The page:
I must say I am enormously impressed with my initial experience with the new Google Desktop tool which creates a miniature search engine on my local computer. I was stunned at how easy it is to locate information on my hard drive, including items I had lost, forgotten, and even some I thought I had erased.
To download this remarkable and free new tool, simply go to http://desktop.google.com and you’ll be just a few mouse clicks away from installing it on your hard drive. The installation is one of the smoothest and easiest I have ever experienced. This is due in large part to the compact size of the software. Once installed, the application fires itself up, and immediately starts indexing your hard drive, including all documents, emails, notes, presentations. In fact, Google Desktop will also archive and index all your Instant Message exchanges. My only disappointment so far was learning that it doesn’t index the contents of PDF files. "Our goal is to have it behave like a photographic memory for your computer," said Marissa Mayer, Google's director of consumer Web products. That’s a laudable goal, but when exact copies of things start getting made, copyright questions immediately start to surface.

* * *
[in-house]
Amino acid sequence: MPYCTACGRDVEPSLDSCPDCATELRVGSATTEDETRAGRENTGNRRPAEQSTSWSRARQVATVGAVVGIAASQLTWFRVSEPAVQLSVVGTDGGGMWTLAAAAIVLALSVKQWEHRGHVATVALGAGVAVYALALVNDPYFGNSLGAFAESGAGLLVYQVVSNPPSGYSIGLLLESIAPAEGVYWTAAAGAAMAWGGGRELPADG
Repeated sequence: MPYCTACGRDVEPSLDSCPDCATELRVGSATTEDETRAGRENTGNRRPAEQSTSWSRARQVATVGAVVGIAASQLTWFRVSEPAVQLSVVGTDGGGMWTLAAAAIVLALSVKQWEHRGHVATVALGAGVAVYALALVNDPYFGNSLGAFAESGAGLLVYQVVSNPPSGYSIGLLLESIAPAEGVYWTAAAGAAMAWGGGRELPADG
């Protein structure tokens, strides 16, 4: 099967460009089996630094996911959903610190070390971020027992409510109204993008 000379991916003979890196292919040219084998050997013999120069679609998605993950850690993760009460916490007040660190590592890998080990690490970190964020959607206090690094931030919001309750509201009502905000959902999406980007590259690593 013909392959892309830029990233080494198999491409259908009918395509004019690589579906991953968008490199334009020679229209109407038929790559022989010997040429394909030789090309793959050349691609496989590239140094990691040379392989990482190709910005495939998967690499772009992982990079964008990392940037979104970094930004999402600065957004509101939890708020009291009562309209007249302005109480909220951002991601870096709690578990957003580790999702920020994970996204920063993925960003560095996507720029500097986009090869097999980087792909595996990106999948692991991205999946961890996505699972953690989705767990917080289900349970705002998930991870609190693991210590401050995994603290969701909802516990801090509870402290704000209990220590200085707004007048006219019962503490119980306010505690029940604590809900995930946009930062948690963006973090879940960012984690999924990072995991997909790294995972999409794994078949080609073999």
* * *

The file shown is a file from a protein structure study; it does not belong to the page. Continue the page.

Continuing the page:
Google certainly didn’t create this problem: other desktop indexing tools already exist (and you can count on a lot more in the near future), but it is taking it to a new level by making the capture of Web-based data automatic, seamless and essentially invisible to the user. And it’s one more encroachment to which content producers will need to remain alert.